It seems that we need to basically repeat ourselves in order to assist Umar to see what his problem is. Umar’s conclusion would be sound if he could prove that his premises are valid. But, as we stated in the rebuttal to Abualrub, the problem with this view is that Umar is operating under the erroneous assumption that only one entity brought down the revelation, which would make his syllogism valid if true. In fact, he even says as much later in his "rebuttal":

Thus, Gabriel was the ONLY one who brought down the Revelation, and it was through him that Allah SWT conveyed his messages to the Holy Prophet (S)!

Therefore, if Gabriel is the ONLY one who brought down the Revelation, then the only logical explanation is that Gabriel is Ruh Al Quds, since it is made clear in the Holy Qur’an, that:

1)   Ruh Al Quds brought down the Revelation

2)   Gabriel Brought down the Revelation

3)   Gabriel is the ONLY one who brought down the Revelation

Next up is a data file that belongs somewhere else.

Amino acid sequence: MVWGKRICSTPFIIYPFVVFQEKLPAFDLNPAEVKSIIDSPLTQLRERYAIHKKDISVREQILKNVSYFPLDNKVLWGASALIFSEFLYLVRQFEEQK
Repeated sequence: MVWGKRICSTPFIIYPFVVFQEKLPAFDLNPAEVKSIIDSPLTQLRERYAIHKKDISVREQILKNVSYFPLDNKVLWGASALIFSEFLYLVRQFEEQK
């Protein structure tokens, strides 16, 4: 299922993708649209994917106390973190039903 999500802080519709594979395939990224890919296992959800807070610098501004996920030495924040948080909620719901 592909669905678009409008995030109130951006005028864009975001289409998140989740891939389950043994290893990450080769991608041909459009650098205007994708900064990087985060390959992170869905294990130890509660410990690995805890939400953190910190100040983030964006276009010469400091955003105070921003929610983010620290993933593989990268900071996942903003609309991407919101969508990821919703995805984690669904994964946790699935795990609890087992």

4)   The Angel Jibreel (Gabriel) is indeed the Holy Spirit (Ruh Al Quds)

Therefore, Sam Shamoun’s criticism of my example is incorrect.

He repeats this point again:

My Response:

As already made clear above, Angel Jibreel was the only one who brought down the Revelation. The only logical explanation is that Ruh Al Quds is indeed Angel Jibreel.

It is obvious that Umar hasn’t read the Quran or my rebuttals carefully since if he did he would have avoided making these rather basic mistakes in logic and exegesis. The Quran NOWHERE says that Allah used only one entity to inspire Muhammad with the message, or that Gabriel was the sole agent of revelation. It emphatically states that Allah used more than one messenger to bring down the Quran: